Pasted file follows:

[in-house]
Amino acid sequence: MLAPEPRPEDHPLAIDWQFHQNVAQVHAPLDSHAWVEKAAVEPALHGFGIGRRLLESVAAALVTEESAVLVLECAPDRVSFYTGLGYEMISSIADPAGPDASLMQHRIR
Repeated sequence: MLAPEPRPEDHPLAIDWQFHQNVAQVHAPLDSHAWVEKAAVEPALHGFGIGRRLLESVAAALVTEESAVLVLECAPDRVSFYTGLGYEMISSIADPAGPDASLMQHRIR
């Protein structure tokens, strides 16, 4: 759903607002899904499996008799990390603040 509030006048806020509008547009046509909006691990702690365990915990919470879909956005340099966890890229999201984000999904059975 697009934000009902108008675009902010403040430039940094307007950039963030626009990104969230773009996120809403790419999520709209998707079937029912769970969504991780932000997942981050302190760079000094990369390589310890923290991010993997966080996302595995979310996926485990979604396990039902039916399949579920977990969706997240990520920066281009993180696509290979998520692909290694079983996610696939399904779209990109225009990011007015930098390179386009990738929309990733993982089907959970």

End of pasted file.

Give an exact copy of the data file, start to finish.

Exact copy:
[in-house]
Amino acid sequence: MLAPEPRPEDHPLAIDWQFHQNVAQVHAPLDSHAWVEKAAVEPALHGFGIGRRLLESVAAALVTEESAVLVLECAPDRVSFYTGLGYEMISSIADPAGPDASLMQHRIR
Repeated sequence: MLAPEPRPEDHPLAIDWQFHQNVAQVHAPLDSHAWVEKAAVEPALHGFGIGRRLLESVAAALVTEESAVLVLECAPDRVSFYTGLGYEMISSIADPAGPDASLMQHRIR
């Protein structure tokens, strides 16, 4: 759903607002899904499996008799990390603040 509030006048806020509008547009046509909006691990702690365990915990919470879909956005340099966890890229999201984000999904059975 697009934000009902108008675009902010403040430039940094307007950039963030626009990104969230773009996120809403790419999520709209998707079937029912769970969504991780932000997942981050302190760079000094990369390589310890923290991010993997966080996302595995979310996926485990979604396990039902039916399949579920977990969706997240990520920066281009993180696509290979998520692909290694079983996610696939399904779209990109225009990011007015930098390179386009990738929309990733993982089907959970």